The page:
The Government is working on plans to help households with the cost of electricity bills in response to the rising cost of energy.
Senior Ministers have said proposals are being discussed while stopping short of confirming a report that it will amount to €100 for all households.
Minister for Housing Darragh O’Brien said he expects households to be offered help with electricity bills in the new year.
He said: “It’s something we’ll discuss. I do expect that yes, but it’s something that will have to be decided on by Cabinet.” Mr O’Brien said he didn’t have details of the plan.
The Irish Independent reported on Friday that the support would be €100 per household.
Mr O’Brien said the Government is “acutely aware of the cost of living has increased substantially – inflation is up”.
He said it is not just an Irish phenomenon and that countries across Europe are seeing big increases in energy costs.
Mr O’Brien said: “I do expect measures in the new year to be able to ameliorate some of the increases, particularly for those who can afford it least and that’s what our focus will be.”
Asked if the mooted €100 will be enough he said: “That will be a matter that will be discussed in more detail by Government.
“But look I’m aware as well – it’s not just energy – other costs have gone up too, and increases in cost of living make it difficult for families to be able to manage so we’ll do what we can.”
Minister for Finance Paschal Donohoe said the Government was looking at measures to help people with their bills but stopped short of confirming the specific €100 reduction in electricity costs early next year.
Although denying any populist intent, he said “yes we are looking at some options . . . can we do something, particularly in relation to bills at the end of this year and at the start of next year.
“I can’t confirm some of the things that are being reported here today because they haven’t gone to Government yet,” he told Newstalk Radio on Friday.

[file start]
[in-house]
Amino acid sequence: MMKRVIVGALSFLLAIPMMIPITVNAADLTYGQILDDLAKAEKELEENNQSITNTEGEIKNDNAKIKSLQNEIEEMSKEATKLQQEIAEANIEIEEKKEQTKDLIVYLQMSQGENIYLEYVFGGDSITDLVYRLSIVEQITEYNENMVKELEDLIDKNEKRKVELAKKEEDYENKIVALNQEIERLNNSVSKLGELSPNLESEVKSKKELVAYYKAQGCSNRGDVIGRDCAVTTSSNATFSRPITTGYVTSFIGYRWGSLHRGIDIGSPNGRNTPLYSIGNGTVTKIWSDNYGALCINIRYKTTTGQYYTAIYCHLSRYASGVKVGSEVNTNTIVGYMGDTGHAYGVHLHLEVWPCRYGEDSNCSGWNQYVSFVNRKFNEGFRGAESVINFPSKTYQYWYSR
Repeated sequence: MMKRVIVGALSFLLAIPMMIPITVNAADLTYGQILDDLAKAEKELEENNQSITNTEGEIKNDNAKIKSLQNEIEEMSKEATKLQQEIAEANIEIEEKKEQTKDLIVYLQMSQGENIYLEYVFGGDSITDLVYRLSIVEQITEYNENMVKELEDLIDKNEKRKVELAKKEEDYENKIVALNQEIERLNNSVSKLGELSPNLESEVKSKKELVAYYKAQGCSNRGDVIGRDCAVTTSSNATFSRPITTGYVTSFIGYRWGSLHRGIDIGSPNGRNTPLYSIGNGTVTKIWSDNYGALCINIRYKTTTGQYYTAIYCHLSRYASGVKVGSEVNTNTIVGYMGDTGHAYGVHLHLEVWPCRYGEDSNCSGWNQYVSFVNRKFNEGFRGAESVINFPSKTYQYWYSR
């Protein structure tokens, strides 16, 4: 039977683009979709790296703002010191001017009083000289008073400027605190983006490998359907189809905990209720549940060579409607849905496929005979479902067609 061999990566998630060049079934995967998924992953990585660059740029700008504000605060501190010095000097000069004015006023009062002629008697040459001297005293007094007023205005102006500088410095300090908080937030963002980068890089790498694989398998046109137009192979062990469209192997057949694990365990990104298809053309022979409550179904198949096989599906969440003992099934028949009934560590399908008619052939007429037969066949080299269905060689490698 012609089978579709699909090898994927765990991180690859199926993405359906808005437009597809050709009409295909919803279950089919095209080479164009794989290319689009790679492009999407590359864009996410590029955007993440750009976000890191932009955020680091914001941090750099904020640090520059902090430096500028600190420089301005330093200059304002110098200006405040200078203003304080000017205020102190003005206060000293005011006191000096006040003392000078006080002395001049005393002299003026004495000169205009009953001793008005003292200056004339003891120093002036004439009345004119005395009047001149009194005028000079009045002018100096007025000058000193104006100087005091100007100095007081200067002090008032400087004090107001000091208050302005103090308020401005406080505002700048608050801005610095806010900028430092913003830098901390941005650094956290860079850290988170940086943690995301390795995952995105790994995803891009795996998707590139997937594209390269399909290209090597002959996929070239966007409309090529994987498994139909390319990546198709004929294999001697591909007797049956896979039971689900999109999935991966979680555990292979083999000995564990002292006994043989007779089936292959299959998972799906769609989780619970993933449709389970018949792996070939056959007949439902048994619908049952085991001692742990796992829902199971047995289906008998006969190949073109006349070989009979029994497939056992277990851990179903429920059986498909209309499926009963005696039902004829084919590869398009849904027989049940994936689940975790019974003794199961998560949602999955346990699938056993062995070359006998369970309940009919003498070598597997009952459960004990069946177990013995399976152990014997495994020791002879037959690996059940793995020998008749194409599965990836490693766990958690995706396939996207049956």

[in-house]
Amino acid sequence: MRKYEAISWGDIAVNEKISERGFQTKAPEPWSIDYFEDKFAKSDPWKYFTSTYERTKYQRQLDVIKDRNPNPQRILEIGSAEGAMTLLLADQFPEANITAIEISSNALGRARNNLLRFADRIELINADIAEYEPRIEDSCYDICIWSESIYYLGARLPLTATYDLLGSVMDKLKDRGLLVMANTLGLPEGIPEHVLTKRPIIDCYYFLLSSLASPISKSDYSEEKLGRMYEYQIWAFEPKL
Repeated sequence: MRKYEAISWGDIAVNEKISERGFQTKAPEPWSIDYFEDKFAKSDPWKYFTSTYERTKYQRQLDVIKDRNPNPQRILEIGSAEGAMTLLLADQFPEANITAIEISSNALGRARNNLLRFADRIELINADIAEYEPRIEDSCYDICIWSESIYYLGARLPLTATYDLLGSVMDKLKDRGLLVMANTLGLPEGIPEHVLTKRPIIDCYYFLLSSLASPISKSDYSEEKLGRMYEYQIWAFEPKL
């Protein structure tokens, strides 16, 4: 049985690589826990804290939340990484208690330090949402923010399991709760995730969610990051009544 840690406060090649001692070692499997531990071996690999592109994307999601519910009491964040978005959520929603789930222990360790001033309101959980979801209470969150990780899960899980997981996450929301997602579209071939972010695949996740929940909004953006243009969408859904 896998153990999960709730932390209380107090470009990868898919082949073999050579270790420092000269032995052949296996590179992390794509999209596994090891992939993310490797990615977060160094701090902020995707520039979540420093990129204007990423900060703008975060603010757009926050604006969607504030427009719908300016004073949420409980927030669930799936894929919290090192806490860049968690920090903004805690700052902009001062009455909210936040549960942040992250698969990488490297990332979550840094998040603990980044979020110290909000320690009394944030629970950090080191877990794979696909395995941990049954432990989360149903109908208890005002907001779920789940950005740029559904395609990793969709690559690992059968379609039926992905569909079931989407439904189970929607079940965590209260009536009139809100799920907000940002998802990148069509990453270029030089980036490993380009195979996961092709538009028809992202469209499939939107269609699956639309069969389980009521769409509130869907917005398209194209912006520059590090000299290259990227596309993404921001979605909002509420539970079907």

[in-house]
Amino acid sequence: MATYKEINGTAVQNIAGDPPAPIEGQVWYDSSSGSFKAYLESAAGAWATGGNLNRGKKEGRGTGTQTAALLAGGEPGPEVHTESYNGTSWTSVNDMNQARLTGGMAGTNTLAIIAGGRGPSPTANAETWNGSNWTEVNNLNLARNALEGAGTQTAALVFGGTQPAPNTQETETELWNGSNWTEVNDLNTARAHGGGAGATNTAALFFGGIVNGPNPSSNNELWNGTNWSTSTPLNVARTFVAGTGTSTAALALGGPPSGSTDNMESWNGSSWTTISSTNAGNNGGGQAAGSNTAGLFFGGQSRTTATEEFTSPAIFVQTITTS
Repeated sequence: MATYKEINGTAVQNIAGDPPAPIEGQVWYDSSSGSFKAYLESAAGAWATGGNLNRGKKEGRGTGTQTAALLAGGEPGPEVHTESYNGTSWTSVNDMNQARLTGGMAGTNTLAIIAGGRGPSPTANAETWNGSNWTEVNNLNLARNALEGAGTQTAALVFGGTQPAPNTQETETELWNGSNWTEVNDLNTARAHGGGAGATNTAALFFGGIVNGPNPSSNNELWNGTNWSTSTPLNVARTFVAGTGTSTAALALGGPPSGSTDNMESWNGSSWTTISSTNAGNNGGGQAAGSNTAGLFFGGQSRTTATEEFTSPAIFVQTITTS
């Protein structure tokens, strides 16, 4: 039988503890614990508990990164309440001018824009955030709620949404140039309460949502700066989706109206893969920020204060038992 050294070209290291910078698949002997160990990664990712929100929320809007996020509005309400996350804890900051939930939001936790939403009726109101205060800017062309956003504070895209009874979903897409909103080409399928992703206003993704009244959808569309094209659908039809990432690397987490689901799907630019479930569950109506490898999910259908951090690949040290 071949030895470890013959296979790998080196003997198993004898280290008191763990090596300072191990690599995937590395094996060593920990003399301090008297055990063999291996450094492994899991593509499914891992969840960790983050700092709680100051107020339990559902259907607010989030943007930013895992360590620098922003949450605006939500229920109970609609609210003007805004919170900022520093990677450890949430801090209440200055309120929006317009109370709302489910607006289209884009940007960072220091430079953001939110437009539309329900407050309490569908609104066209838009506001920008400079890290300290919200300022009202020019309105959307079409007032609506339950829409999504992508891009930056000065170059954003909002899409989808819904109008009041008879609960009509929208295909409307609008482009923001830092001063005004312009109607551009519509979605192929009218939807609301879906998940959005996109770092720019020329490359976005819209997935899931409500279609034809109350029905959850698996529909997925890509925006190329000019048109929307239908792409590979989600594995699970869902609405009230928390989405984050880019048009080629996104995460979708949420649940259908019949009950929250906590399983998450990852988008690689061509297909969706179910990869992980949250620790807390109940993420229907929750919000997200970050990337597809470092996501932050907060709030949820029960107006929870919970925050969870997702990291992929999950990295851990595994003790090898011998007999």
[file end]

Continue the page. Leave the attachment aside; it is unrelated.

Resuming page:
Mr Donohoe said the current high levels of inflation in the economy are to be expected but will improve next year.
“I will concede that for the last months [inflatoin<DD>has ] has gone above what we would have expected,” he said.
“If you look at where we were, we had an economy that was closed for so long. Not just here in Ireland but across Europe, across the world with supply chains that weren’t working like they used to be able to work and at the same time governments were spending a huge amount money to help their people, to help their economies, get through the economic consequences of Covid.”
With regard to ongoing financial supports for Irish companies that may not survive the pandemic, Mr Donohoe said such a scenario was “awful to have to countenance”.
“Many of the firms that we are supporting here are small and medium [sized] firms that are domestic, that are the backbone of our economy,” he said.
“And I acknowledge when we will remove these supports, when we begin reducing them, it will be a moment of risk for many firms,” Mr Donohoe said.
“But surely what we need to do then is get ready for that moment of risk by continuing to support firms at exactly the point at which their demand for what they sell . . . has gone down for no reason that they are able to influence.”